NB Financial Health
The Financial Inclusion Gender Gap is Wide. Which FinTechs Are Working to Narrow It?
As you’re probably well aware, significantly more women than men around the world lack access to necessary digital financial services. In some countries like Bangladesh, Pakistan and Nigeria, the gender gap has actually grown since the last assessment by the World Bank’s Global Findex. The consequences of this gap are compounded by the fact that women are often the financial managers for their households, in charge of allocating scarce resources to critical family priorities such as childcare, food, education and health. Financial exclusion makes it significantly more difficult for them to perform this role.
That’s a problem. But we at DFS Lab saw it as an opportunity to take action – and we’re using digital financial product service design and execution as a way to do it. We’ve talked before about the importance of product design for women’s financial inclusion, and we’ve made sure our portfolio is gender-balanced with 50% female founders and 50% female customers. With our committed partners Flourish Ventures, Women’s World Banking and FinEquity, housed at CGAP, we’re also highlighting the work that’s already being done in the fintech space to better serve women. It’s one way we can encourage others to further build upon this valuable work.
Three Cheers for Female-focused fintech
As part of this focus, we’re recognizing and rewarding existing efforts to tackle the financial inclusion gender gap by launching our Female-Focused Fintech Prize, or the F3 Prize for short. The prize helps to shine an investor spotlight on the entrepreneurs and products that are expanding digital financial access for women. Because one thing we know from our work as an emerging market fintech investor is that with the right support and the right network, founders go far. We want – and need – to see more momentum among the entrepreneurs who are building products that work for women.
We know this is a complex issue that goes beyond product and service design and execution. There are many barriers to serving financially excluded women, such as a lack of gender-disaggregated data, risk aversion in providing services to non-traditional clients, and financial literacy – among many others. But we wanted to leverage our strengths, and the strengths of other like-minded organizations, to start tackling these barriers. That’s why we’re putting out a call for F3 Prize applicants that offer fintech products serving primarily female customers in areas where the gender gap is widest: Sub-Saharan Africa, South Asia and Indonesia.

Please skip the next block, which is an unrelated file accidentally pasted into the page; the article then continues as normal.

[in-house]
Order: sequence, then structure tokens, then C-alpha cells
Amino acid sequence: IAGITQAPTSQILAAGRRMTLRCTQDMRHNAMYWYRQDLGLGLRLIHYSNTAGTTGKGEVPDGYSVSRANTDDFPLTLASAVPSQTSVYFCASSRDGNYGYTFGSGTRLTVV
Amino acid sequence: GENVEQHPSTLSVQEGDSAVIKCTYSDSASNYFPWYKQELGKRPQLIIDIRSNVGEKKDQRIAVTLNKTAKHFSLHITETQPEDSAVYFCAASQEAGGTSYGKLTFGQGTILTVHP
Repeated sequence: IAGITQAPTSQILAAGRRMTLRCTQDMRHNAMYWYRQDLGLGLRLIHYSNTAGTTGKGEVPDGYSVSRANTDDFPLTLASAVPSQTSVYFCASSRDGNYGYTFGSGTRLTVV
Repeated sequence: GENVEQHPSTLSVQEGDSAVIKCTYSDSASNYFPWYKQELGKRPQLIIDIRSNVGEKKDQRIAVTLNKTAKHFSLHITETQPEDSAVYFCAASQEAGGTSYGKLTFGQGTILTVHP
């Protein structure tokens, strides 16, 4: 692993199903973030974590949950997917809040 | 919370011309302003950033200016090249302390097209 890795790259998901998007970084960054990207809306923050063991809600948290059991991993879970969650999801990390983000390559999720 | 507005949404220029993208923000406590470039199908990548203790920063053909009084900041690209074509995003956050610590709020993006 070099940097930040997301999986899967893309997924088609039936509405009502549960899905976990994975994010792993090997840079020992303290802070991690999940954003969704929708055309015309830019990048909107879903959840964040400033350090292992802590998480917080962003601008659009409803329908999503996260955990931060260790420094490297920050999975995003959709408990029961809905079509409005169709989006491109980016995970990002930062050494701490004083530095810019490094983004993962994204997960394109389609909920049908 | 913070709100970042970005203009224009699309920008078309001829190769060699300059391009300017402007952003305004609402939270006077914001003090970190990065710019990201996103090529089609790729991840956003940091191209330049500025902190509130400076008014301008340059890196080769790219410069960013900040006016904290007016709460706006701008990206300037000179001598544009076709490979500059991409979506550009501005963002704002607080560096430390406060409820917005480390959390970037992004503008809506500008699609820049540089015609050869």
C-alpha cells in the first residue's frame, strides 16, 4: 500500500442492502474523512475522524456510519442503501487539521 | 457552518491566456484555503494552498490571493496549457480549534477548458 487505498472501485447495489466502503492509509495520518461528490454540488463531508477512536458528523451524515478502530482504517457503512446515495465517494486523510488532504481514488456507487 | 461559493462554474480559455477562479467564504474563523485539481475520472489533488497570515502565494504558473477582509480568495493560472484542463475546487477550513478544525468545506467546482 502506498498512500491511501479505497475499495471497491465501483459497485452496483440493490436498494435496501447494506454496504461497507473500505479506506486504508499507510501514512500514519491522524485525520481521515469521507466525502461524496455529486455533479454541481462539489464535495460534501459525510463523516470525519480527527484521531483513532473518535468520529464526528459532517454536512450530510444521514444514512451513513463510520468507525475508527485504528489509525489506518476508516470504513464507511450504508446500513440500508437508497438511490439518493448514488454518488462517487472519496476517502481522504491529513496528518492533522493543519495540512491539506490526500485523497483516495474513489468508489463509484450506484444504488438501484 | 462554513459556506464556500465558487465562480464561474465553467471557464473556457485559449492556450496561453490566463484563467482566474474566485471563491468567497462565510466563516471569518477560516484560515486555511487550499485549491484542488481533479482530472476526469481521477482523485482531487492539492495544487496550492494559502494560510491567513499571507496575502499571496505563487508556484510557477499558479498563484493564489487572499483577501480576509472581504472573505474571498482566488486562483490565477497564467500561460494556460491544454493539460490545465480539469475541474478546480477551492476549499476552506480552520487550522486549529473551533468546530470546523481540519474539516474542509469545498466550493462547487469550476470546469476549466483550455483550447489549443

We typically think of this wide gender gap as a problem for women, which it is. But as Women’s World Banking points out, it’s also a problem for the financial institutions that are failing to meet women’s needs with their product offerings. That’s because women – not China – are the biggest untapped market worldwide. Yet it’s rare for a fintech to intentionally overlook this market and build products that don’t work for women. The more common problem is that the fintech’s products are built to be “gender-neutral.” Providers often fail to realize that taking a “gender-neutral” approach to product design is actually male-centric, and therefore reinforces the status quo.
The F3 Prize offers fintechs that have moved beyond designing gender-neutral (i.e. male-centric) products a chance to demonstrate to other companies that designing financial products for women works. By highlighting the best practices in designing for women, we hope the F3 Prize will start to become a movement. We believe that by showcasing what’s working, others will have more clear guideposts for how to build products that work for women, which makes good business sense.
We also want to reward that work. Fintechs that apply have the potential to earn structured mentorship from our team and the F3 Prize advisory committee. And they will be featured at the Transformational Business Awards in London, where they’ll be awarded a celebratory cash prize in front of an audience of global investors (many of whom are likely to be interested in their work).
One thing we see from the bootcamps we run with startups in emerging markets is the value of cross pollination. When startups come together to work with us for a week, they inevitably talk with each other, share ideas and sometimes even form partnerships. In that vein, we hope to put the companies that apply to the F3 Prize in dialogue with each other, to further hone their strategies for bringing women into their customer base.
By bringing successful fintech products working for women to investors’ attention, we hope to see more investments made in these startups. And by connecting founders who have made gender inclusion a priority with each other and with a strong mentor network, we hope to see more startups incorporate gender inclusion into their strategies, or strengthen their existing inclusion strategies. Ultimately, we hope this will contribute to an improvement in the gender gap in access to meaningful digital financial services.
Photo courtesy of organization.